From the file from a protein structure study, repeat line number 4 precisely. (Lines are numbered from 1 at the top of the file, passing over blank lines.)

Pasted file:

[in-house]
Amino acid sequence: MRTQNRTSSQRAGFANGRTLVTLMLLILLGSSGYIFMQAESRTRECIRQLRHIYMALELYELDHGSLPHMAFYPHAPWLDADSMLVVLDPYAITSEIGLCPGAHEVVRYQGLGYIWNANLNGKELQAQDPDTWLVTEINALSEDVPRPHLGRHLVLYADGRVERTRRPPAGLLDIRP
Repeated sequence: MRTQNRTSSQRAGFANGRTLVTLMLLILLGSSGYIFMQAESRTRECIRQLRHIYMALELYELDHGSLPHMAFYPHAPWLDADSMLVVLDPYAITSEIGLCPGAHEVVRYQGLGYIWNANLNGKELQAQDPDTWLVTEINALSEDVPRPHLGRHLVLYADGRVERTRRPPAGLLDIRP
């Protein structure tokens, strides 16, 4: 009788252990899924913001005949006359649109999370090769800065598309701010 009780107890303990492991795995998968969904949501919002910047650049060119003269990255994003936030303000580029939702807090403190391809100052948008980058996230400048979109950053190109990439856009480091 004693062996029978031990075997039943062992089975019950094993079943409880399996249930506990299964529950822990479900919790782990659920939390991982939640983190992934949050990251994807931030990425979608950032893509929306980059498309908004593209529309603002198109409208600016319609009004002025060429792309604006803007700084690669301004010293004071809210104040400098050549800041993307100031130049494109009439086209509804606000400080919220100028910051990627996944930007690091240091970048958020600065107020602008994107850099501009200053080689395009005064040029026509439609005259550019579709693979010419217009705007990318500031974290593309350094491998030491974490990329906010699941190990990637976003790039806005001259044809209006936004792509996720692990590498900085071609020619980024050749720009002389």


């Protein structure tokens, strides 16, 4: 009788252990899924913001005949006359649109999370090769800065598309701010 009780107890303990492991795995998968969904949501919002910047650049060119003269990255994003936030303000580029939702807090403190391809100052948008980058996230400048979109950053190109990439856009480091 004693062996029978031990075997039943062992089975019950094993079943409880399996249930506990299964529950822990479900919790782990659920939390991982939640983190992934949050990251994807931030990425979608950032893509929306980059498309908004593209529309603002198109409208600016319609009004002025060429792309604006803007700084690669301004010293004071809210104040400098050549800041993307100031130049494109009439086209509804606000400080919220100028910051990627996944930007690091240091970048958020600065107020602008994107850099501009200053080689395009005064040029026509439609005259550019579709693979010419217009705007990318500031974290593309350094491998030491974490990329906010699941190990990637976003790039806005001259044809209006936004792509996720692990590498900085071609020619980024050749720009002389």